NEW YORK — The 1970s were an eclectic time for decor and design. Mirrored disco balls, beaded curtains, plastic furniture and chrome — lots of chrome — were hallmarks of the decade, but it actually boasted a wider range of styles that extended to avocado-colored appliances, coral-colored furniture and shag rugs. Some 1970s styles, such as flared jeans, need never come back, but many of its better design aspects have re-emerged.
Television shows are perennial inspirations. Period-set shows often create market bubbles, as with Miami Vice’s pastel suits and what Mad Men did for the cocktails crowd. Even Banana Republic issued a fashion line inspired by the latter show back in 2010. Recent shows such as HBO’s Minx, with its 70s-inspired decor, are helping keep the disco era alive.
Reviewing auction results from the last year and a half show that 1970s decor and goods are definitely having a moment. Prices are strong and buyers are choosing statement pieces from this era to decorate their homes today.
Furniture styles in the 1970s continued to espouse sleek lines and silky surfaces from the Mid-century Modern era. A case in point is a 1970s Gabriella Crespi tiered Cloud occasional table finished in black lacquer that brought $19,000 plus the buyer’s premium in December 2021 at E & E Auctions.
Arguably no material has been as transformative in the 20th century as plastic. During the 60s and 70s, it became a key material in furniture design. The acrylic plastic Lucite was lightweight and flexible yet durable, and its glossy and translucent sheen inspired many designers to create furniture made from it. A group of six circa-1970 Lee Rosen Pace Lucite dining chairs sold for $1,700 plus the buyer’s premium in April 2021 at Westport Auction. Featuring bold and curvy arms and legs, the Lucite-bodied chairs offered a pleasing and striking contrast with their coral-colored upholstery.
Paintings and accent walls tended to be big and bold with a vibrant color palette. A perfect example of artwork from the decade is a 1970 Henryk Stazewski (Polish, 1894-1988) acrylic relief painting on panel featuring large color blocks of orange, blue and hot pink. One of these abstract compositions sold for $18,000 plus the buyer’s premium in November 2022 at Material Culture.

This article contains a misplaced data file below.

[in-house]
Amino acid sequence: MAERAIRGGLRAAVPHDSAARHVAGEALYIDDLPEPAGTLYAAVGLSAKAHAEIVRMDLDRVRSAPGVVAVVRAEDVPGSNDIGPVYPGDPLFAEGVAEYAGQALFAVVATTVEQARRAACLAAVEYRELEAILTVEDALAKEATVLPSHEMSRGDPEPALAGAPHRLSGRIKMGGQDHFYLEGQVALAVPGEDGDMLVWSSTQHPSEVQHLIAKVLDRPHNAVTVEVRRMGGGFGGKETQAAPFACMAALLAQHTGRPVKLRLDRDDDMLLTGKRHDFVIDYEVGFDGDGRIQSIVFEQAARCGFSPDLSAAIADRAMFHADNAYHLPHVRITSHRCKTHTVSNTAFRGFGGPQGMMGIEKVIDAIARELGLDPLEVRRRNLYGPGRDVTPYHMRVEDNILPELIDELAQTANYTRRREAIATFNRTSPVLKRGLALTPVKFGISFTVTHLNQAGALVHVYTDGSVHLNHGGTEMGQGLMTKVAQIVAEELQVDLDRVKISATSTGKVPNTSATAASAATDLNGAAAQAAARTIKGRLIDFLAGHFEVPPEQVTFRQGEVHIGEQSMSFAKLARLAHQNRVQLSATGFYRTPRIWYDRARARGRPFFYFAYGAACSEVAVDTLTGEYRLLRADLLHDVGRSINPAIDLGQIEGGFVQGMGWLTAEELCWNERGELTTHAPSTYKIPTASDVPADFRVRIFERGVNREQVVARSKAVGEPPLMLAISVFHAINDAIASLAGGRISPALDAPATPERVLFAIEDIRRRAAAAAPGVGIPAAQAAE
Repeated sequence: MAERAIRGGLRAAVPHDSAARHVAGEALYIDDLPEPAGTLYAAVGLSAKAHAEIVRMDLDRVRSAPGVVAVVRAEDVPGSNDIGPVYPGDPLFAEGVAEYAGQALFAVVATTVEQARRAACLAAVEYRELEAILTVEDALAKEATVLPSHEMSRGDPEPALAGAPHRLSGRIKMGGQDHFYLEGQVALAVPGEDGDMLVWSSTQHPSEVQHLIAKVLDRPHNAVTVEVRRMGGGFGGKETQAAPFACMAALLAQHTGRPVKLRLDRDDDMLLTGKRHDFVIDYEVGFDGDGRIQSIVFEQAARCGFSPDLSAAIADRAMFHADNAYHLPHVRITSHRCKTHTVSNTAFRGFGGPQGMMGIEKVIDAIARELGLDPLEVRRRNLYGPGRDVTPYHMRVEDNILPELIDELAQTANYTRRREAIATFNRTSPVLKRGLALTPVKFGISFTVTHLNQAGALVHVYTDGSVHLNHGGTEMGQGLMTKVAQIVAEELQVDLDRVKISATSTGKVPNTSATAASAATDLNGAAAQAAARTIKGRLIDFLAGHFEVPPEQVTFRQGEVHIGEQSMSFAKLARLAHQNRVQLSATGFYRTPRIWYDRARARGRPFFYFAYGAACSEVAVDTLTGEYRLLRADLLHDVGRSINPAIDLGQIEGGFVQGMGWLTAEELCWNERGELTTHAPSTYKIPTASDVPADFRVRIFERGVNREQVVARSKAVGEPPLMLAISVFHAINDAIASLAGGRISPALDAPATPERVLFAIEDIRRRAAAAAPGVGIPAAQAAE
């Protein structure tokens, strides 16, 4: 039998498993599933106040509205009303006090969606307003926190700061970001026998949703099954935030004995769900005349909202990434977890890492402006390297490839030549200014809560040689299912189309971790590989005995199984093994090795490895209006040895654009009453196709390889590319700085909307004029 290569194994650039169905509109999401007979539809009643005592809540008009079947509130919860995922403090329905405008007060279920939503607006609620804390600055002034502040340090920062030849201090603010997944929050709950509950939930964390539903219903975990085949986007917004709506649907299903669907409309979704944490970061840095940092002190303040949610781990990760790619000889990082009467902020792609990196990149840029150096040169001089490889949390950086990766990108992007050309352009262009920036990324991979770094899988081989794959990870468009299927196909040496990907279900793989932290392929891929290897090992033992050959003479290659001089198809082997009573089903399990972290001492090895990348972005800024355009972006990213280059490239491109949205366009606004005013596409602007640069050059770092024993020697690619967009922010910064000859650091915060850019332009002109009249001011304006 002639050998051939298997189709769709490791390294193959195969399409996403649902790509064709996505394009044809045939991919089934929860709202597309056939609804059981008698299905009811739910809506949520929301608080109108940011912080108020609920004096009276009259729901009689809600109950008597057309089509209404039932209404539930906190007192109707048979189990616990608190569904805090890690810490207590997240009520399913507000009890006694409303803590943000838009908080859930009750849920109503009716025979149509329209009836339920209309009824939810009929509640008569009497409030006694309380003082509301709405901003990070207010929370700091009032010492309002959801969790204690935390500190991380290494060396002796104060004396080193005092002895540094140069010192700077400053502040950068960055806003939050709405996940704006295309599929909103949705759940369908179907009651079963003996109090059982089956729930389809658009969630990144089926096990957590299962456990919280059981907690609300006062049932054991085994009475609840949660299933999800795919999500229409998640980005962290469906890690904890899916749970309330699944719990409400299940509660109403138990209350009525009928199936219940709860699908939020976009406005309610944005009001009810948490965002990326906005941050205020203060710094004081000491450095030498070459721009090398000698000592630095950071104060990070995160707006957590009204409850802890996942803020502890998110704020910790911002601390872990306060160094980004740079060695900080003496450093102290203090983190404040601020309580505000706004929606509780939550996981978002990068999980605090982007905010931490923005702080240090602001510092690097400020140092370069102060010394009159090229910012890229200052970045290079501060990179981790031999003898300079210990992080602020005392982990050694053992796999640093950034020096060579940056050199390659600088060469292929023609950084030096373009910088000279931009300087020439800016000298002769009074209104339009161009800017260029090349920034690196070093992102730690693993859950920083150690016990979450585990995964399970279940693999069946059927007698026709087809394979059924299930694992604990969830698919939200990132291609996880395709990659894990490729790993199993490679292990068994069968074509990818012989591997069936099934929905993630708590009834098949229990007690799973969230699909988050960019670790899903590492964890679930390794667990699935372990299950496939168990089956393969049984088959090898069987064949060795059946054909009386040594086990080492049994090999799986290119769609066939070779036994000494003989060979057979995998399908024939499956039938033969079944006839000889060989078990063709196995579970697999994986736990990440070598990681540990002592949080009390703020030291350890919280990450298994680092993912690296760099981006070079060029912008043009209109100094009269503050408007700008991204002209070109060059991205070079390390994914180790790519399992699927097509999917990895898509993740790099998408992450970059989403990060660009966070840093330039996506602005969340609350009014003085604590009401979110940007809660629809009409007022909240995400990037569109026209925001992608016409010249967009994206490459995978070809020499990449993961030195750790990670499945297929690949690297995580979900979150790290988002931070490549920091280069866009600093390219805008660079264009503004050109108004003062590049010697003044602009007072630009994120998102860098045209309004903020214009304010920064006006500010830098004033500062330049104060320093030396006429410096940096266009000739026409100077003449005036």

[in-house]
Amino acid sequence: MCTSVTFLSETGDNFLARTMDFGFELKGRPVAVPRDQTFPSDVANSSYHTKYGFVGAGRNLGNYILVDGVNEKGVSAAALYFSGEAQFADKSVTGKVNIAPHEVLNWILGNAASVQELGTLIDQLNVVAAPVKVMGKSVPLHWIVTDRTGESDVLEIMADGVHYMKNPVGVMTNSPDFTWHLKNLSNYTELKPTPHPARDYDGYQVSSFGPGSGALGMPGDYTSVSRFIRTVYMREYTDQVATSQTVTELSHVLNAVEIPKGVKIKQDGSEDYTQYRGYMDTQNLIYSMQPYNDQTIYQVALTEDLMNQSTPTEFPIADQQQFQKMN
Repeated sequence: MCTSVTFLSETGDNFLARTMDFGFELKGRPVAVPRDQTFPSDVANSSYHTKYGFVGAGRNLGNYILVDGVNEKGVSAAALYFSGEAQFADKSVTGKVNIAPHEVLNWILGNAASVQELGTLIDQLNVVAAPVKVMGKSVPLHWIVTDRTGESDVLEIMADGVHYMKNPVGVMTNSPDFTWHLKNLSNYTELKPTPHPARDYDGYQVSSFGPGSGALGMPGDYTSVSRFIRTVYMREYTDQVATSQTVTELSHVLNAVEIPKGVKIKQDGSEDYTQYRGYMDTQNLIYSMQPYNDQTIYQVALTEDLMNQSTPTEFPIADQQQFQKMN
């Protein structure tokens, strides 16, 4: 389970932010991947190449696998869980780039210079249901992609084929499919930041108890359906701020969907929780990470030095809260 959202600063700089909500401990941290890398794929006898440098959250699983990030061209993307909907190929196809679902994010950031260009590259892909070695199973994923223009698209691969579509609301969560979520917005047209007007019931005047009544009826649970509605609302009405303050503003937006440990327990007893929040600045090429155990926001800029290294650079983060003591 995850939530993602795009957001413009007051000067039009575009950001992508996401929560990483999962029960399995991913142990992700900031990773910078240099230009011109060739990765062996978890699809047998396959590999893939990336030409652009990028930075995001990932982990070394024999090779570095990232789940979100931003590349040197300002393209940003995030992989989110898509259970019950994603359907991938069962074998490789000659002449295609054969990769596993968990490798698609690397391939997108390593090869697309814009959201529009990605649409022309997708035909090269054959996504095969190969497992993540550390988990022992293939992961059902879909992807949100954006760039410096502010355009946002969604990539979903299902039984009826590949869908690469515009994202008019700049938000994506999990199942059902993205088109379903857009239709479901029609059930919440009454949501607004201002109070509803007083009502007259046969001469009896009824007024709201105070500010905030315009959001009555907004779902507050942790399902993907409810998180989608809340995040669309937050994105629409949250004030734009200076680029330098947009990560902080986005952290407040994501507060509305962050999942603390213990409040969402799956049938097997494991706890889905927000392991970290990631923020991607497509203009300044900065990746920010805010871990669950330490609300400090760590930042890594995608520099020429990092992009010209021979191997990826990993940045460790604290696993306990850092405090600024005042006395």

Lighting ranged from lamps and shades that sported natural textures to others graced with shimmering metal. Mushroom lamps were all the rage in the 1970s, and they are blooming anew in the contemporary style lexicon. It’s hard to go wrong with chrome lamps, though, and a pair of Elica wall lamps made for the Italian design house Aureliano Toso would look good in a modern setting. A large two-light pair, having helical glass of varying sizes set on a chromed metal framework and dating to the 1960s-70s, realized $3,743 plus the buyer’s premium in October 2022 at Viscontea Casa d’Aste srl. The lamps, standing about 57in tall, have connected glass pendants that shimmer and cascade down like drops of water.
While the 70s are commonly associated with chrome and the glitz of the disco era, the decade stands out for its overall experimental design, which fostered several notable style trends. Many homes featured macrame wall hangings and accessories made from natural materials such as jute, accented with chunky wooden beads. Rattan furniture has long been popular for porch settings, but it enjoyed a heyday in the 1970s, with interior-use pieces created for everything from the bedroom to the dining room. A Palm Beach Regency bamboo rattan cocktail bar in the manner of Tito Agnoli or Franco Albini made $900 plus the buyer’s premium in December 2022 at Westport Auction.
Whether you are looking to capture the boho hippie aesthetic of the 70s, the glitzy disco look, or something else entirely, the experimental designs of the 70s offer plenty of choices. Save for a few truly iconic designer pieces, most are still affordable and all can easily be incorporated into modern homes.